Common Fitness Mistakes
Technology and social media forums have made access to training programs and workout ideas easier in the last 10-15 years. With one quick search on the internet, people can obtain thousands of hours of workout material for free. Some programs may need a paid subscription but there is an infinite amount of free material out for people to follow and use. Starting a workout program can be a highly daunting task, especially without any significant prior knowledge or experience of the workout material itself. As a physical therapist, I see a vast number of patients who present with over-training injuries or patients who have progressed the intensity of their workouts too rapidly and now have new injuries. Whether an individual is a workout novice or an experienced fitness professional I think these tips can apply to anyone to continue improving their physical fitness and obtain health goals. Read on to learn how to not make these fitness routine mistakes.
The key element to obtaining any fitness goal is staying focused on the long-term objective. Scientifically, it takes greater than 8-9 weeks to add strength to our muscles. Any time duration less than this 8–9-week timeframe is a neurological change where our nerve fibers and nervous system is making adjustments to the new stimuli being introduced to the body. This is a relatively long time to stay focused and on pace to make long-term changes. If an individual chooses a workout program initially that is too difficult for their current fitness level, this is a long time to work without becoming burnt out or having too much fatigue where one workout might need to be skipped. This may then snowball into more workouts being skipped and unfortunately, the domino effect becomes too great to overcome.
Find An Activity Your Enjoy
Another aspect of training and physical fitness I think is vital to long-term success is to have a form of exercise that provides some form of enjoyment. For some this may be running, for others this may be yoga, while others may enjoy resistance training. Regardless of the form of exercise individuals should aim for something they find enjoyment in and enjoy the challenge of the workout itself. I have enjoyed bodyweight circuit training mixed with running longer distances throughout the week. Running is a challenge for me, a very hard challenge. I have started with low volume miles and have slowly progressed the mileage every other week to slowly make the distances longer to promote adherence to the training program.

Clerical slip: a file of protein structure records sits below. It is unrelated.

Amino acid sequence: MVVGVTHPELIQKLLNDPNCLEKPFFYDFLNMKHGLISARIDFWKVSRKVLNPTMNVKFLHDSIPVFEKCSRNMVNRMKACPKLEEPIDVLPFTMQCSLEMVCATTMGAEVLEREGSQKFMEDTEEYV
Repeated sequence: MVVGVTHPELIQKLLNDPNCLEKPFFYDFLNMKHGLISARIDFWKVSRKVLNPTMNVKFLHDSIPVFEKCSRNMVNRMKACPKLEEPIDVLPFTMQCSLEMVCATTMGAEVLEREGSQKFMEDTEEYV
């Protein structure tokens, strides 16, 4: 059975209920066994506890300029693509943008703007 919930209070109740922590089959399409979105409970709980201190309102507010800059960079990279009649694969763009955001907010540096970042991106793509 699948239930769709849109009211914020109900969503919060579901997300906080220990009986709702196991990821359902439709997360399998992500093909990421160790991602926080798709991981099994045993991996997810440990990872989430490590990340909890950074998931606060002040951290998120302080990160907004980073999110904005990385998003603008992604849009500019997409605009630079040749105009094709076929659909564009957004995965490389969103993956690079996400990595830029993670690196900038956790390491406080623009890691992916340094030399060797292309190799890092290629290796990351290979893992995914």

Rest or Recovery Days Built In
Often overlooked and often surrounded by a large amount of controversy is taking ample rest time or days in between training sessions to maximize the effect of training. Rest and recovery are a topic that I do think deserve their blog to discuss the different viewpoints. In general, for those that are looking for ways to stay consistent with their workouts and obtain their goals taking the necessary rest days to let the body recover is very important. If an individual pushes through the soreness from two back-to-back workouts and then cannot move their arms and legs the following 3 days due to so much soreness, then the chances of staying with this program over the long term diminish greatly. So, I do very much think for the individual looking to stay consistent with exercise, listening to their body and preventing an exaggerated amount of soreness is key for long-term benefit.
In conclusion, the three biggest challenges I see individuals make when starting any form of fitness routine are the following. Hoping for success very early on and losing motivation, picking a form of exercise that is not interesting to the individual, and not utilizing enough rest or recovery days to allow the body to optimize its function and capabilities. Individuals should look into their specific routines to make sure they are not falling into any of these categories to maximize their potential!